$200,000 Non-Pecuniary Damage Assessment for "Complicated" Traumatic Brain Injury

Reasons for judgement were released last month by the BC Supreme Court, Vancouver Registry, assessing global damages at $836,000 for injuries and loss flowing from a motor vehicle collision.
In last month’s case (Gilbert v. Bottle) the Plaintiff was a passenger in the Defendant’s vehicle.  His careless driving caused the vehicle to lose control ejecting the Plaintiff from the vehicle.  She sustained numerous physical injuries the most significant of which was described as a ‘complicated‘ traumatic brain injury.  In assessing non-pecuniary damages (money for pain and suffering and loss of enjoyment of life) at $200,000 Madam Justice Dickson made the following findings:
190] I conclude that Ms. Gilbert suffered a complicated mild traumatic brain injury with significant and permanent sequelae as a result of the accident…
[191] I also conclude that the change in Ms. Gilbert’s substance abuse pattern is substantially connected to her brain injury symptoms.  Dulling physical and emotional pain with crack cocaine shows markedly poor judgment and poor self-control.  Ms. Gilbert’s already inadequate functioning in these areas has been further compromised by her injuries.  In consequence, her substance abuse problem has altered in a significantly negative way…
[195] I further conclude that Ms. Gilbert suffers from chronic pain disorder as a result of the accident.  The pain includes frequent neck, shoulder and back pain, together with cervicogenic headaches which originate from soft tissue injuries to her neck.  I am satisfied that her pain is genuine in the sense that it is not feigned or goal-directed, although it has a significant psychological, as well as physical, component.  In particular, Ms. Gilbert’s pre-existing emotional vulnerability and increased emotional disturbance caused by her brain injury are both substantially connected to the severity and maintenance of her ongoing pain.  The onset of the pain is a result of the accident…

[198] The extent of Ms. Gilbert’s loss due to her accident-related injuries is substantial.  She is, in my view, a thin skull plaintiff.  Before the accident, she lived a borderline existence due to her harsh environment, disorganized lifestyle and poor general health and habits.  As Dr. Travalos points out, however, she was nonetheless able to work with New Directions.  She was also able to participate in and enjoy intimate personal connections.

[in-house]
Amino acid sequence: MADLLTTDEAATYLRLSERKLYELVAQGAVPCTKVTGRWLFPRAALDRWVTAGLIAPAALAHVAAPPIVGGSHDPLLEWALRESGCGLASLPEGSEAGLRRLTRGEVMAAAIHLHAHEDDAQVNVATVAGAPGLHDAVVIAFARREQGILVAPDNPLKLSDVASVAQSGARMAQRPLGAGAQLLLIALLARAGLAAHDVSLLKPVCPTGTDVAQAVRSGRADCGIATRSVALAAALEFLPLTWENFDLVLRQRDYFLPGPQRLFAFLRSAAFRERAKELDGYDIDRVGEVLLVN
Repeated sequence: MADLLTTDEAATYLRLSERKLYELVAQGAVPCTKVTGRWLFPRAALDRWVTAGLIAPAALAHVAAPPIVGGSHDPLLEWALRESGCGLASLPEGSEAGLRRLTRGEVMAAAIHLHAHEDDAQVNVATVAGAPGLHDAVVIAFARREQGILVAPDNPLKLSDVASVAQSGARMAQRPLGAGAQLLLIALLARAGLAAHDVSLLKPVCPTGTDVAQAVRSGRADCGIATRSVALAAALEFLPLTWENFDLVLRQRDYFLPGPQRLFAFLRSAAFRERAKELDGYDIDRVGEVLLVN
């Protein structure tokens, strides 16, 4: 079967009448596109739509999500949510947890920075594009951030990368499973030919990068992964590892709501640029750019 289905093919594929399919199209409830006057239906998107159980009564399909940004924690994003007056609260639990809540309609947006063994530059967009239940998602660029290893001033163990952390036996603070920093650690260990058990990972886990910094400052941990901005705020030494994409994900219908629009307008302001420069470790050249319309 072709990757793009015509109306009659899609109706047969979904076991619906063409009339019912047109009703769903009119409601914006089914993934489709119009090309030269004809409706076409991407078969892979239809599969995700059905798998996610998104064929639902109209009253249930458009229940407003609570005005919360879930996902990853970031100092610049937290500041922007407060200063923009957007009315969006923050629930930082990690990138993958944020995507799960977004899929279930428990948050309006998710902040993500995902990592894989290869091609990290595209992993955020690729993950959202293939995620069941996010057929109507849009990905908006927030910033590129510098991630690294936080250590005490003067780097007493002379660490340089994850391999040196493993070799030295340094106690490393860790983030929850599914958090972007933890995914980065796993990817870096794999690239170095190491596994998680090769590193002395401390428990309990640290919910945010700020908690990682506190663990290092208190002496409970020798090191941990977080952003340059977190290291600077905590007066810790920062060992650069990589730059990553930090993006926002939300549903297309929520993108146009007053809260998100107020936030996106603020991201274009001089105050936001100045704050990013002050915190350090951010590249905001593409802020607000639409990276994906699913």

[199] As a result of the accident, Ms. Gilbert can no longer do either.  In effect, she has lost the two major sources of pleasure, purpose and meaning in an already difficult life.

[200] Ms. Gilbert is and will probably remain competitively unemployable due to the effects of her traumatic brain injury.  Although her post-accident functional change is more substantial than Dr. Travalos assumed, I accept his view that her injuries tipped her over the edge in a vocational sense.  I also accept that Ms. Gilbert’s quality of life may improve with appropriate support and treatment.  I am satisfied, however, that, even with support, she will probably never work for pay again…

[220] I conclude that an award of $200,000 in non-pecuniary damages is appropriate in all of the circumstances.  Ms. Gilbert’s permanent loss of capacity to work and engage emotionally with others is a great loss given their central significance in her difficult life.  In my view, Ms. Gilbert’s consequent need for solace is also great.  Nevertheless, she is entitled to compensation for only the change to her original position.  The award should not extend to her pre-existing difficulties that would have persisted or deteriorated further regardless of her injuries.  In other words, the award must be fair and reasonable to both parties.

bc injury law, Complicated Mild Traumatic Brain Injury, Gilbert v. Bottle, Madam Justice Dickson

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ERIK
MAGRAKEN

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When not writing the BC Injury Law Blog, Erik is the managing partner at MacIsaac & Company, based in Victoria, B.C. He is also involved with combative sports regulatory issues and authors the Combat Sports Law Blog.

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